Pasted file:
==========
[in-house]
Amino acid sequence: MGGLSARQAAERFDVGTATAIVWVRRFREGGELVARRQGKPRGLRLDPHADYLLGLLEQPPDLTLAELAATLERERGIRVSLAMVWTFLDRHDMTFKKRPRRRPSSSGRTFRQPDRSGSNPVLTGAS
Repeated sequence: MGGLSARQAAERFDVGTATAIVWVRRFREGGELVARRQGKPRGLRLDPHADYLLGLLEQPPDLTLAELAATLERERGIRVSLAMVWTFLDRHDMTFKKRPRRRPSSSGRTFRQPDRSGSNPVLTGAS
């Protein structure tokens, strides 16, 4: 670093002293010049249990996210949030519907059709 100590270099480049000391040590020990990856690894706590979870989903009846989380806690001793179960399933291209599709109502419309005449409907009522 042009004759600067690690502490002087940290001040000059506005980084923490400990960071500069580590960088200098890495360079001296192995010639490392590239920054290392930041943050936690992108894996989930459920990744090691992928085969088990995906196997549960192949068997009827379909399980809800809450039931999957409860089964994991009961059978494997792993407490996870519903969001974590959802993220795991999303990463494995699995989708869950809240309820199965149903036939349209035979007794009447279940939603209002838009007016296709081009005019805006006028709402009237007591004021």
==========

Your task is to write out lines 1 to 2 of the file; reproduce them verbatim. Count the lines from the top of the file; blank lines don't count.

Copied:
[in-house]
Amino acid sequence: MGGLSARQAAERFDVGTATAIVWVRRFREGGELVARRQGKPRGLRLDPHADYLLGLLEQPPDLTLAELAATLERERGIRVSLAMVWTFLDRHDMTFKKRPRRRPSSSGRTFRQPDRSGSNPVLTGAS